Parole Essay

647 WordsApr 20, 20153 Pages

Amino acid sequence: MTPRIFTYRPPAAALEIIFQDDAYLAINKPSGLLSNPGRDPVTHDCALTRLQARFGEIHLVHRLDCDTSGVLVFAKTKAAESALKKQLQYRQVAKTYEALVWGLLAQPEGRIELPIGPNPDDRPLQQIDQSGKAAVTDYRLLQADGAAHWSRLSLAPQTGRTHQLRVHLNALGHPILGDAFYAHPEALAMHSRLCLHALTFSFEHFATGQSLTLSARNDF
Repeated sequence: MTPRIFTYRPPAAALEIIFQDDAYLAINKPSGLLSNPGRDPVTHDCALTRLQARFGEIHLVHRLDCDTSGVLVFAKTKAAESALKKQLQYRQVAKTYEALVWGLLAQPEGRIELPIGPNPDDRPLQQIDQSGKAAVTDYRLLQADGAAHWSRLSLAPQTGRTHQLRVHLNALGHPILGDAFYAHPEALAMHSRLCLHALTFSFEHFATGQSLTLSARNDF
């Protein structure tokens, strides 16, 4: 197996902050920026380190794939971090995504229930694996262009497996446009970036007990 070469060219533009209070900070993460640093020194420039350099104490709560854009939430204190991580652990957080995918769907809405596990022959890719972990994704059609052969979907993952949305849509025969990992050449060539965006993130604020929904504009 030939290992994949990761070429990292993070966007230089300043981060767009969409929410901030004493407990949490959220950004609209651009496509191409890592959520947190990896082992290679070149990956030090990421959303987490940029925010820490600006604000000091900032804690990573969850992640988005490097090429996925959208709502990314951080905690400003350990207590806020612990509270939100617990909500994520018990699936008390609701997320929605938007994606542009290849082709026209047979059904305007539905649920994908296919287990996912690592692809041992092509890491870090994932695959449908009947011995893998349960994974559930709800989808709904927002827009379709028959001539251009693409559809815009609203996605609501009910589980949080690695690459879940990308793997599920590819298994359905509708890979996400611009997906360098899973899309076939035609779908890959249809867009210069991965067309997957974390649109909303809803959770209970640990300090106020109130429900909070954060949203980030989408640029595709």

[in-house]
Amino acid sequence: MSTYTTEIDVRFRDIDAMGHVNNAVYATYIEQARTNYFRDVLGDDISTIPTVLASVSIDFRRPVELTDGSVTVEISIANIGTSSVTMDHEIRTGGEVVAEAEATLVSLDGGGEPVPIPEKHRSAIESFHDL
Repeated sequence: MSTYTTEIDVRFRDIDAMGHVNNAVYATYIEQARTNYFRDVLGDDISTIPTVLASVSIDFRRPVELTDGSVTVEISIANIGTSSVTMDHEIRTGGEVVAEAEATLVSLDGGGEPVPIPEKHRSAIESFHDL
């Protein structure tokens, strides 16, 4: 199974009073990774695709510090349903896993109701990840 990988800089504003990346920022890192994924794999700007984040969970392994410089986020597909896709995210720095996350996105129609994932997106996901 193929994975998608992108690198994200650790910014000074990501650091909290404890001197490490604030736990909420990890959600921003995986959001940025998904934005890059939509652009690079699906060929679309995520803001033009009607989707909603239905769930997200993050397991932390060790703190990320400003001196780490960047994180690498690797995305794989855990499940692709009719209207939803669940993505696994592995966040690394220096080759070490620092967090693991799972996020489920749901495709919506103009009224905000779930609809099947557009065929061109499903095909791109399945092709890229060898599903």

1. What is PAROLE? Parole is the serving of part of your sentence under supervision in the community. The law says that the Parole Commission may grant parole if (a) the inmate has substantially observed the rules of the institution; (b) release would not depreciate the seriousness of the offense or promote disrespect for the law; and (c) release would not jeopardize the public welfare. 2. Is parole the same as probation? No. Probation is a period of supervision in the community imposed by the court as an alternative to imprisonment. Parole is the release of a prisoner to supervision in the community after he/she has completed a part of his/her sentence in an institution. 3. What is the purpose of parole? Parole has a three-fold purpose: (1) through the assistance of the United States Probation Officer, a parolee may obtain help with problems concerning employment, residence, finances, or other personal problems which often trouble a person trying to adjust to life upon release from prison; (2) parole protects society because it helps former prisoners get established in the community and thus prevents many situations in which they might commit a new offense; and (3) parole prevents needless imprisonment of those who are not likely to commit further crime and who meet the criteria for parole. 4. What Does PAROLE ELIGIBILITY Mean? You become eligible for parole according to the type of sentence you received from the court. Your "parole eligibility" date is the earliest time you might be paroled. If the Parole commission decides to parole you it will set the date of your release, but that date must be on or after your eligibility date. 5. How can you tell when an inmate become Eligible for Parole? Unless the court specified a minimum time for you to serve or imposed an "indeterminate" type of sentence, parole eligibility occurs upon completion of one-third of your

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